In re Appraisal of Dell Inc., C.A. No. 9322-VCL (Del. Ch. July 13, 2015) (rev'd July 30, 2015) (Laster, V.C.)

In this memorandum opinion, the Delaware Court of Chancery granted a defendant’s motion for summary judgment, holding that the continuous holder requirement set forth in Section 262 of the General Corporation Law of the State of Delaware (the “DGCL”) bars a beneficial owner from pursuing appraisal if there has been an administrative transfer of the shares at the depository level.  The Court nevertheless expressed its concerns with such a strict interpretation of the continuous holder requirement, and recommended that the Delaware Supreme Court recognize custodial banks and brokers as record holders, in parallel with the approach taken by the federal securities laws.

In this action, five institutions petitioned for appraisal after Dell Inc. (“Dell”) announced a going-private merger. The petitioners did not have legal title to their Dell shares and instead were beneficial holders who held the shares through custodial banks.  The custodial banks likewise did not have legal title to the shares, and instead held the shares through Depository Trust Company (“DTC”). The shares therefore were registered in the name of Cede & Co. (“Cede”), which is the nominee of the DTC. 

Under DTC’s procedures, when a beneficial owner causes Cede to demand appraisal, DTC requests that the issuer’s transfer agent issue a paper stock certificate in Cede’s name for the number of shares held by the beneficial owner.  DTC followed this procedure in connection with the petitioners’ appraisal demand and obtained certificates for petitioners’ shares.  DTC then delivered the certificates to the custodial banks for safekeeping.  Upon receipt of the certificates, each of the custodial banks followed internal protocols and instructed Dell’s transfer agent to record a transfer of the shares to the nominee of each such custodial bank and to issue a certificate in the name of each such nominee.  As a result, each such nominee became a registered holder on Dell’s stock ledger.  Dell argued in its motion for summary judgment that the custodial banks’ procedures broke the chain of title for purposes of the continuous holder requirement set forth in Section 262 of the DGCL.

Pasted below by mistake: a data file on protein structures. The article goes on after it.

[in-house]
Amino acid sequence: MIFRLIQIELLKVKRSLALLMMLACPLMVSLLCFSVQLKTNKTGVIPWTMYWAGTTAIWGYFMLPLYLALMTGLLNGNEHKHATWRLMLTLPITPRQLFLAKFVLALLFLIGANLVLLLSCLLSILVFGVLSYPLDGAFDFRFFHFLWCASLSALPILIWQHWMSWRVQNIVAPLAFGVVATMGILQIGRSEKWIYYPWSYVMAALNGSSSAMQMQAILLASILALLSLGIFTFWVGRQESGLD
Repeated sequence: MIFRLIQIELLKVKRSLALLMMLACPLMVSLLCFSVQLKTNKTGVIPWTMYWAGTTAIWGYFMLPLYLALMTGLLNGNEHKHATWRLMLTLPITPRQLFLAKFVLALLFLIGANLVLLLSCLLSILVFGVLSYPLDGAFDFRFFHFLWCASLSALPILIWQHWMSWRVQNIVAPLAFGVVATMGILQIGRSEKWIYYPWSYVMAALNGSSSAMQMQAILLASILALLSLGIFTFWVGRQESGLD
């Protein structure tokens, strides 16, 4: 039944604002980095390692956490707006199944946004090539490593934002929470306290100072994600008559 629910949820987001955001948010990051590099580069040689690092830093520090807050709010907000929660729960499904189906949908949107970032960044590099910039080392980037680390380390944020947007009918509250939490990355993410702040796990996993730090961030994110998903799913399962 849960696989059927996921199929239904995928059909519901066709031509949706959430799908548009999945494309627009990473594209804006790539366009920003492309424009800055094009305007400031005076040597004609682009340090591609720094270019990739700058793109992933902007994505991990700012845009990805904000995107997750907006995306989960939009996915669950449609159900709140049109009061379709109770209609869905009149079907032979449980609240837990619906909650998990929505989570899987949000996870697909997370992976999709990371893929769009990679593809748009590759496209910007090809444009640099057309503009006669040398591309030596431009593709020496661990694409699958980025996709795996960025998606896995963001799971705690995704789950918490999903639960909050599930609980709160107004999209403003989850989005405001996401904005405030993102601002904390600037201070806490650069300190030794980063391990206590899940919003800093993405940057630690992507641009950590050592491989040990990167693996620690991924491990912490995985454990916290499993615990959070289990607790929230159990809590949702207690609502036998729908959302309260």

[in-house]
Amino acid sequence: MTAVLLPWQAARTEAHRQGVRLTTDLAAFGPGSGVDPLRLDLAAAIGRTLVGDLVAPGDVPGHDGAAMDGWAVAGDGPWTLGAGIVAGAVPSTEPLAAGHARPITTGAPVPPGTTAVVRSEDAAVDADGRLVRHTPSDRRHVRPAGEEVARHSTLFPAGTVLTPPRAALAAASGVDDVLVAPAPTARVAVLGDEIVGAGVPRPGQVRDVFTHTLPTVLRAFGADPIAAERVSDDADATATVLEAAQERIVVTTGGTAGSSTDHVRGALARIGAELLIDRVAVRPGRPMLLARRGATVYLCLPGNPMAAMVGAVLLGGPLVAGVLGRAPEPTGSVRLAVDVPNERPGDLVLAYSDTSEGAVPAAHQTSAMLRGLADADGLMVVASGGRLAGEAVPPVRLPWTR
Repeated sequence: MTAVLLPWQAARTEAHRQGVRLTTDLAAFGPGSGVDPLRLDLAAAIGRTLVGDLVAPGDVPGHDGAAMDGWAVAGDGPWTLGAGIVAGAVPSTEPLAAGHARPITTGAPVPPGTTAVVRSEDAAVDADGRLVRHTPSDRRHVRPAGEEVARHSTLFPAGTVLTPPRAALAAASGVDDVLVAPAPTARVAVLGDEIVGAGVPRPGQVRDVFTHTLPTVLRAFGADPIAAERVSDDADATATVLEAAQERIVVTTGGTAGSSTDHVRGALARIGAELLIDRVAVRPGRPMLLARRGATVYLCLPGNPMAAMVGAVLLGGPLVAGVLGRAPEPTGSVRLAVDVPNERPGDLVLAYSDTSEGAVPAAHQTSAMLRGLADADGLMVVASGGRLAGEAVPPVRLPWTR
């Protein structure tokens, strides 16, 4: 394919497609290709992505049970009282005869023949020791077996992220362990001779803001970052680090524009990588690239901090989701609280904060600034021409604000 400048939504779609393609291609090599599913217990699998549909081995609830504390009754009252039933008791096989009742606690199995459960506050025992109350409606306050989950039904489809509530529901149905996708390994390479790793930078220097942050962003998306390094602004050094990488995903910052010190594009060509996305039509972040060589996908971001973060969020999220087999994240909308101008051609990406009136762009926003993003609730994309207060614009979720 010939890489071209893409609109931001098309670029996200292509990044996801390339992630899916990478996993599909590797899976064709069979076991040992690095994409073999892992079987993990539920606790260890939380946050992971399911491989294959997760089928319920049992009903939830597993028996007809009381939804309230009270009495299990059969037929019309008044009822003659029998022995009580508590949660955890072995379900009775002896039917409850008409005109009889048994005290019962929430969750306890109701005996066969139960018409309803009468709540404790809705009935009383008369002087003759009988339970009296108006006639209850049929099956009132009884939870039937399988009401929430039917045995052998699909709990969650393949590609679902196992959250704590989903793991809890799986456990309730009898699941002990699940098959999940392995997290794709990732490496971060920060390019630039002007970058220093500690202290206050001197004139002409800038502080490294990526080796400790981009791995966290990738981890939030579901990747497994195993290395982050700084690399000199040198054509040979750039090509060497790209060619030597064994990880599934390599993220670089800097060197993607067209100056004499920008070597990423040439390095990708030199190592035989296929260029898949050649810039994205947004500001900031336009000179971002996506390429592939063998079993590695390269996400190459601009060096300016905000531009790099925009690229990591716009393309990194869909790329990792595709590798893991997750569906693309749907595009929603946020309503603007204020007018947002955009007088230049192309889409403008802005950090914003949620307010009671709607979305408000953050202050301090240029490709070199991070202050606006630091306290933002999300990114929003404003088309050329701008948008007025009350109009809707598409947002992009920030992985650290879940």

Section 262 of the DGCL defines a “stockholder” as “a holder of record of stock in a corporation.” Section 262 further provides that a stockholder must continuously hold the shares for which they are seeking appraisal through the effective date of the merger.  In this case, the Court found that Cede was the stockholder of record, and the re-titling of the shares after the demand for appraisal but before the effective date of the merger violated the continuous holder requirement by causing record ownership to change.  Petitioners argued that the right to appraisal vests at the time of perfection and therefore the redemption of the beneficial owners’ shares by the custodian and record holder without the knowledge of the beneficial owners did not extinguish the beneficial owners’ right to appraisal. In support of that argument, the petitioners cited to Alabama By-Products Corp. v. Cede & Co., 657 A.2d 254 (Del. 1995), in which the Delaware Supreme Court held that DTC’s surrender of shares in exchange for merger consideration did not comply with the appraisal statute’s requirements for withdrawing or settling a properly perfected appraisal claim.  The Court rejected this argument because, at the time the shares were re-titled, the only step in the statutory process that had been completed was the making of a demand – the merger had not closed, the time for unilateral withdrawals had not elapsed, and no appraisal petition had been filed; thus, there was no perfection of appraisal rights.  The Court therefore granted Dell’s motion for summary judgment.

Nevertheless, the Court expressed its view that there was another possible interpretation of the record holder requirement set forth in Section 262 of the DGCL.  The Court noted as follows: “Were I writing on a blank slate, I would hold that the ‘records’ of the corporation for purposes of determining who is a ‘stockholder of record’ include the DTC participant list,” consistent with the federal law approach.  Federal regulations require the DTC to “furnish a securities position listing promptly to each issuer whose securities are held in the name of the clearing agency or its nominee,” ensuring that a corporation can easily find out the identities of the banks and brokers who hold shares through DTC.  Under such interpretation, the custodial banks and brokers would remain the record holders for purposes of Delaware law, as they would appear through their nominees on the stock ledger.  Using this approach, the motion for summary judgment would be denied in this action.  The Court suggested that the Delaware Supreme Court could revisit how Delaware case law interprets the record holder requirement.

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